New Mexico shooting: 3 dead, 2 wounded in Farmington attack
Four people, including a teenage suspect, were killed and two police officers were wounded Monday in a chaotic shooting in the Four Corners region of New Mexico, authorities said.
Three "civilian victims" were killed, Farmington police said, in addition to a suspect who was "confronted and killed on scene." Police said that the suspect was 18 years old and that he had multiple weapons, Deputy Police Chief Baric Crum said.
“It’s just a devastating day,” Farmington Police Chief Steve Hebbe said in a video Monday night.
The 18-year-old shooter, who was shot at least once by police and died, appeared to fire at victims at random, Hebbe said.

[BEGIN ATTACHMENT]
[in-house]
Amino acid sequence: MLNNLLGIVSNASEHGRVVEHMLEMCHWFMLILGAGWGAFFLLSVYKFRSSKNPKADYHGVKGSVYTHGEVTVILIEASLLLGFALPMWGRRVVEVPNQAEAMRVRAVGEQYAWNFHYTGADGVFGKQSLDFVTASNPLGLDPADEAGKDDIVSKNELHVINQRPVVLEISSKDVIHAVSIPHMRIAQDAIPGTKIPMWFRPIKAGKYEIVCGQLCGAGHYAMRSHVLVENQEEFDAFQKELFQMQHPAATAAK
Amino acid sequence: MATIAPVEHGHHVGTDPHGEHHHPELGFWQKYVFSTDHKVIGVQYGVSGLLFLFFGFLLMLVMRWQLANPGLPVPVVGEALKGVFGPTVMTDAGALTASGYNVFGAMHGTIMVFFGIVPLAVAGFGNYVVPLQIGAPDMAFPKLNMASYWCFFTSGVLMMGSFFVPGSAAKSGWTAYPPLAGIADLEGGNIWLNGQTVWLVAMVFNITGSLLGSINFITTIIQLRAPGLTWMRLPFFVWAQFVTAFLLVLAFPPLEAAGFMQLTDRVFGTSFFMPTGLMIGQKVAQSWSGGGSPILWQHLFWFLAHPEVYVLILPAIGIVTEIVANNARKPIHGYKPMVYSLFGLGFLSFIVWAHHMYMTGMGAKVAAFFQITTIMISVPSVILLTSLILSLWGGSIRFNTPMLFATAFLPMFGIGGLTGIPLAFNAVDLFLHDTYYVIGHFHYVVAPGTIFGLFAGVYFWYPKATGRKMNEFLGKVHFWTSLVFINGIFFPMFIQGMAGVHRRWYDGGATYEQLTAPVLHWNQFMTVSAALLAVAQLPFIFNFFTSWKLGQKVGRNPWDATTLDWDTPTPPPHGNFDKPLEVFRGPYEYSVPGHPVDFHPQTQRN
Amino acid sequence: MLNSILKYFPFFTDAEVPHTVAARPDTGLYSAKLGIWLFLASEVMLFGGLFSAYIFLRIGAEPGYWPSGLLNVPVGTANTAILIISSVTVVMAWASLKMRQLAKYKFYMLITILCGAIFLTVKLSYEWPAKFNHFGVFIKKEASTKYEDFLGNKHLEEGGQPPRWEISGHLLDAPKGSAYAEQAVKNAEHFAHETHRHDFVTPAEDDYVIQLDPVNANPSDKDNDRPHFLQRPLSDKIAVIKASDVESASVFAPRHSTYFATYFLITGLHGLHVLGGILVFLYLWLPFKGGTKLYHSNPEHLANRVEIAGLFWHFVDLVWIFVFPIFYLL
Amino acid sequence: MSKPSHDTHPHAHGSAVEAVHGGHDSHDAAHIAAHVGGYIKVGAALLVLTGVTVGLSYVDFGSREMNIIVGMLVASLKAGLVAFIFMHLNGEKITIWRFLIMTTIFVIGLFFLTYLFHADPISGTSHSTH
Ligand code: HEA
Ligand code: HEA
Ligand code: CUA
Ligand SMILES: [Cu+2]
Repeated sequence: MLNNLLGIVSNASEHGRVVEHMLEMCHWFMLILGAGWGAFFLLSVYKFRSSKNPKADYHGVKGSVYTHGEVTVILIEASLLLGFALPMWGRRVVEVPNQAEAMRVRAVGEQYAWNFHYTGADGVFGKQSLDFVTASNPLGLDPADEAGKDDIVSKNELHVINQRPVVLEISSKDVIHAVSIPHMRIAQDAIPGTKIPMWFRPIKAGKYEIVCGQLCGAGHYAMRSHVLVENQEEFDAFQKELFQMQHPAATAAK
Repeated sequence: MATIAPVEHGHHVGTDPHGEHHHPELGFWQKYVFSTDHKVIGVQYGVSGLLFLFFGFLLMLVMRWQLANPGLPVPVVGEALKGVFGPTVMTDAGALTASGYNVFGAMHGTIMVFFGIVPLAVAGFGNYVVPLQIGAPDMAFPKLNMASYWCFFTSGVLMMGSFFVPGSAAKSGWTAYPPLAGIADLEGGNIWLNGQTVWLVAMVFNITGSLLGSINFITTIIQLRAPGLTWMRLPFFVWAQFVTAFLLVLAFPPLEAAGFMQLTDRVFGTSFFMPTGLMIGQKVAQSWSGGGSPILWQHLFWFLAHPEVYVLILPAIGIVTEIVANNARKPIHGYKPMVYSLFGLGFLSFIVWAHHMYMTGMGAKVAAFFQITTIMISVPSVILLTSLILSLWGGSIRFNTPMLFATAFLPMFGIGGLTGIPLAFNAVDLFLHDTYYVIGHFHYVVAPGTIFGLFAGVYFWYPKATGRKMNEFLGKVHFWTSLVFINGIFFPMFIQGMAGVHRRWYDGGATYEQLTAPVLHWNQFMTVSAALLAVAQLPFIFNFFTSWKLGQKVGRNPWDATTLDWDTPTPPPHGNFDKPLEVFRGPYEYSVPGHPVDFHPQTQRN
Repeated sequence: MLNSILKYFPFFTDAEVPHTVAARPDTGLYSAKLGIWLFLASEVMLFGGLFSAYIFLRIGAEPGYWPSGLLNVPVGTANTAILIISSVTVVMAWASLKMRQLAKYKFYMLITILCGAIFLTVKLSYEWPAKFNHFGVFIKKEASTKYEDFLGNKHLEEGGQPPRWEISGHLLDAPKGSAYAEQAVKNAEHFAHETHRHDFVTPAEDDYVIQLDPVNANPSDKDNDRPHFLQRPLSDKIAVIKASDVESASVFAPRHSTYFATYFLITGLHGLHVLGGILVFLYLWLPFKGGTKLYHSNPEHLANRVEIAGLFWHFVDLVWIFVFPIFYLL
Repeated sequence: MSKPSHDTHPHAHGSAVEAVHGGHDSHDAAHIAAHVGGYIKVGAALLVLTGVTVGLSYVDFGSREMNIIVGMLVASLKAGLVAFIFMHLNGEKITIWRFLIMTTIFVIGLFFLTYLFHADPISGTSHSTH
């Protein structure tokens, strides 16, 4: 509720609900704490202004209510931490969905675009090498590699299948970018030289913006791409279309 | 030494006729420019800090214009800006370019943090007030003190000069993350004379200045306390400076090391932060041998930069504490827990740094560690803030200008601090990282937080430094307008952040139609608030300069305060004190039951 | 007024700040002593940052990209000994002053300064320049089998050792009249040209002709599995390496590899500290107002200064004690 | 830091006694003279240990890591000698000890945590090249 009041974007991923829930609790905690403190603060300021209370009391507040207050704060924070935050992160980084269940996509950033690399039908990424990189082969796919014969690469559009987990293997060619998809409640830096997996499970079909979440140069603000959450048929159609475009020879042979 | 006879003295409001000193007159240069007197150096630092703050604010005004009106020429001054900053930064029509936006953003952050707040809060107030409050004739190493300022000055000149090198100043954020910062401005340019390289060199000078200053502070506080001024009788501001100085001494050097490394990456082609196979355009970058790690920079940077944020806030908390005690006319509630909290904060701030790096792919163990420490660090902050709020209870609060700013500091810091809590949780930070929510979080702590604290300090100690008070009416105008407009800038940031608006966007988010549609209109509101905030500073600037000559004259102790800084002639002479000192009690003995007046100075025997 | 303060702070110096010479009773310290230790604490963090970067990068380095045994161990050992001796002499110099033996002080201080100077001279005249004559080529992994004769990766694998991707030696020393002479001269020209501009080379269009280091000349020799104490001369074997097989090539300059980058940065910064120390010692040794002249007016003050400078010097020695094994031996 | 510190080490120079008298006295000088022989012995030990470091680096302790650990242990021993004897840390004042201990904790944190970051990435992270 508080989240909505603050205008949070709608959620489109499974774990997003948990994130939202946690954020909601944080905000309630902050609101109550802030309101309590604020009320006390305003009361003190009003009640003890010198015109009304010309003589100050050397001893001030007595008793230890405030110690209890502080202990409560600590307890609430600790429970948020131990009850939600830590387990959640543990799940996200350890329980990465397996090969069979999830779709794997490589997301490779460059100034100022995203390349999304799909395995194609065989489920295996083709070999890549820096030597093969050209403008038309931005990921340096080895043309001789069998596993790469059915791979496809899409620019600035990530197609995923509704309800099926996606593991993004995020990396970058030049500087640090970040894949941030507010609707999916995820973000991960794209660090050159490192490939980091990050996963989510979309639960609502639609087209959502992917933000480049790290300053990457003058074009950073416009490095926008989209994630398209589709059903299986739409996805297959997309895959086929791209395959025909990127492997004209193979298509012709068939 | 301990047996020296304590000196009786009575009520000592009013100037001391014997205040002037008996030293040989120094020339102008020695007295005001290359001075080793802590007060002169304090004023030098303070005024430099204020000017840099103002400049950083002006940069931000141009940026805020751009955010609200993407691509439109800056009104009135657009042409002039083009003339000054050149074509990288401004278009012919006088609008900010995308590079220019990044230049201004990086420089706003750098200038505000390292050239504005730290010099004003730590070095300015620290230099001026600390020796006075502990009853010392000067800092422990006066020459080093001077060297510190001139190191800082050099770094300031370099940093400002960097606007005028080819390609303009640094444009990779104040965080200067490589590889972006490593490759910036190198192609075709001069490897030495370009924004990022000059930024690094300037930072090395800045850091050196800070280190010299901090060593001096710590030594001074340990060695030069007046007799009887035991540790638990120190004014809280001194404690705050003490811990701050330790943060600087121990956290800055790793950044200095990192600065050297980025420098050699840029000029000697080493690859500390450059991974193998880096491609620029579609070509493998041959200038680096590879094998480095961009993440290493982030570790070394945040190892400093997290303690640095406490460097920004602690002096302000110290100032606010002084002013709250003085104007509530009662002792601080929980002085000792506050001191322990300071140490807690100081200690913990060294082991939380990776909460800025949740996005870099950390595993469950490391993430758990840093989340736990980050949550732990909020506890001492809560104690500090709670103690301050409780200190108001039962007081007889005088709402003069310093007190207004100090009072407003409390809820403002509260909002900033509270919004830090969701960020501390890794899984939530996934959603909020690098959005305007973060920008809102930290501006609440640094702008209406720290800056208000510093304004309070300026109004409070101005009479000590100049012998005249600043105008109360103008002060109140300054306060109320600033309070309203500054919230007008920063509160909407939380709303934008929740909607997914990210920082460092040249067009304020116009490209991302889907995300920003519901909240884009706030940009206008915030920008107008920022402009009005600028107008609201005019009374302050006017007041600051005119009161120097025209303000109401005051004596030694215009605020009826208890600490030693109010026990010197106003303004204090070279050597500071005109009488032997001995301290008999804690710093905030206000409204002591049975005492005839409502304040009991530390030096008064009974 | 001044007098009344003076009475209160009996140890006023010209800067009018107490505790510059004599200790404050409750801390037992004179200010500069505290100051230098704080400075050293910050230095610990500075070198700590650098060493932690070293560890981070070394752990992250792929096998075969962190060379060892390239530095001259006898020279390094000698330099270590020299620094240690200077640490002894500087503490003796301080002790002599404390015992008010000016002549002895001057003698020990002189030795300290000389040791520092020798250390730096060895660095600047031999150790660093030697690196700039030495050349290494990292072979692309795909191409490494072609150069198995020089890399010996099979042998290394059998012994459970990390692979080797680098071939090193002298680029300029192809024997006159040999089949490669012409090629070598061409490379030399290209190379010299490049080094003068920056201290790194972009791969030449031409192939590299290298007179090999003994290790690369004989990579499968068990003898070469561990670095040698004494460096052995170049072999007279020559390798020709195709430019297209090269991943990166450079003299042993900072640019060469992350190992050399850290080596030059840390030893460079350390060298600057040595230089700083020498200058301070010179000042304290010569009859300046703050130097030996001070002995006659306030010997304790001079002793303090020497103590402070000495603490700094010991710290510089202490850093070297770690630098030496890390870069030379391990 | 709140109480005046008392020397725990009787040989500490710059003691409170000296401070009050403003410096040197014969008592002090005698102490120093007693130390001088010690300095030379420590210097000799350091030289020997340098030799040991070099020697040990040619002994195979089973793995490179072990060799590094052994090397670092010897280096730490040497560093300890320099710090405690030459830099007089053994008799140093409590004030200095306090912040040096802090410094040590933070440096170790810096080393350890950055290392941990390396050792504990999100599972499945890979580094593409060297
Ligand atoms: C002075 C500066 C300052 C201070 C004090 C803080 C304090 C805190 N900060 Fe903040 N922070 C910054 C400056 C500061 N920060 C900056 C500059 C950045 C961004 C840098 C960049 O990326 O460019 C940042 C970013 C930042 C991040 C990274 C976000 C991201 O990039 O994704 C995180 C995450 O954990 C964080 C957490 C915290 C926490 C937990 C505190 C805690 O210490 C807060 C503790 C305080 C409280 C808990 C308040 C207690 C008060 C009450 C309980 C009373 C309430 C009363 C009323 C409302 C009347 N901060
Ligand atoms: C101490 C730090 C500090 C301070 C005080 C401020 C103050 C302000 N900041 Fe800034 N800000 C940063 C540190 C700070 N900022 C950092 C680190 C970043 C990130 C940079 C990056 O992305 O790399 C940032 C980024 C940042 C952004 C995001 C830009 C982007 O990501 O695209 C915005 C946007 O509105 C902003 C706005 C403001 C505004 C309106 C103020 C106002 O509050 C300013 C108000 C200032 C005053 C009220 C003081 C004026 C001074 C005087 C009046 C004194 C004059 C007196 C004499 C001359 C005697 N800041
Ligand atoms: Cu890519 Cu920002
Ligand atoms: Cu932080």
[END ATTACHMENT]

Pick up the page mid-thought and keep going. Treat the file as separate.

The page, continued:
At least six houses and three cars were shot, Hebbe said. The gunman used at least three weapons, including what Hebbe called an AR-style rifle.
Officers who responded to 911 calls about shots fired at 10:57 a.m. Monday came upon a "chaotic scene" as the shooter was still firing at people.
"We have four officers from the Farmington Police Department that confronted the subject," Crum said. "They were able to stop his actions at that time."
Six people were injured, including two police officers — one was a Farmington officer and the other was a member of the state police, according to police. The state police officer was still hospitalized, and the Farmington officer was treated and released.
A motive was under investigation. Hebbe said that investigators will be talking to family members and analyzing evidence.